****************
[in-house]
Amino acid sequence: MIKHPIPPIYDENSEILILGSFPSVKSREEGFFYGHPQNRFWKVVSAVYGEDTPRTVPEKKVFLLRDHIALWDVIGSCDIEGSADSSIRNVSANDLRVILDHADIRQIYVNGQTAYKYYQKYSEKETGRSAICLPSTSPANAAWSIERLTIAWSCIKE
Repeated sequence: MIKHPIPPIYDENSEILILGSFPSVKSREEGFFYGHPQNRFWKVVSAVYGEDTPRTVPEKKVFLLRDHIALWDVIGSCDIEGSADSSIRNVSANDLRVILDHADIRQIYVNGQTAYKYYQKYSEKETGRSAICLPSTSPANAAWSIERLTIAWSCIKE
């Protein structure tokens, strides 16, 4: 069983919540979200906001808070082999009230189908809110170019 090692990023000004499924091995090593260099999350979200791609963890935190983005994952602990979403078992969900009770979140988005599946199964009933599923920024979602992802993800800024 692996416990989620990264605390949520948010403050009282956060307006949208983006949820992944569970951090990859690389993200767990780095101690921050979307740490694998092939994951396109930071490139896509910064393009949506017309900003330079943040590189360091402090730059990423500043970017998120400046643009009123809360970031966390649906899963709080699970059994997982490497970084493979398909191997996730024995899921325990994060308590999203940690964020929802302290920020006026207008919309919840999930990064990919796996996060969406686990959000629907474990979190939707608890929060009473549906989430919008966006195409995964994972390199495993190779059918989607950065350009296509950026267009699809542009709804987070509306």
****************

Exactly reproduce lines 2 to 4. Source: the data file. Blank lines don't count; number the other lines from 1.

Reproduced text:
Amino acid sequence: MIKHPIPPIYDENSEILILGSFPSVKSREEGFFYGHPQNRFWKVVSAVYGEDTPRTVPEKKVFLLRDHIALWDVIGSCDIEGSADSSIRNVSANDLRVILDHADIRQIYVNGQTAYKYYQKYSEKETGRSAICLPSTSPANAAWSIERLTIAWSCIKE
Repeated sequence: MIKHPIPPIYDENSEILILGSFPSVKSREEGFFYGHPQNRFWKVVSAVYGEDTPRTVPEKKVFLLRDHIALWDVIGSCDIEGSADSSIRNVSANDLRVILDHADIRQIYVNGQTAYKYYQKYSEKETGRSAICLPSTSPANAAWSIERLTIAWSCIKE
């Protein structure tokens, strides 16, 4: 069983919540979200906001808070082999009230189908809110170019 090692990023000004499924091995090593260099999350979200791609963890935190983005994952602990979403078992969900009770979140988005599946199964009933599923920024979602992802993800800024 692996416990989620990264605390949520948010403050009282956060307006949208983006949820992944569970951090990859690389993200767990780095101690921050979307740490694998092939994951396109930071490139896509910064393009949506017309900003330079943040590189360091402090730059990423500043970017998120400046643009009123809360970031966390649906899963709080699970059994997982490497970084493979398909191997996730024995899921325990994060308590999203940690964020929802302290920020006026207008919309919840999930990064990919796996996060969406686990959000629907474990979190939707608890929060009473549906989430919008966006195409995964994972390199495993190779059918989607950065350009296509950026267009699809542009709804987070509306």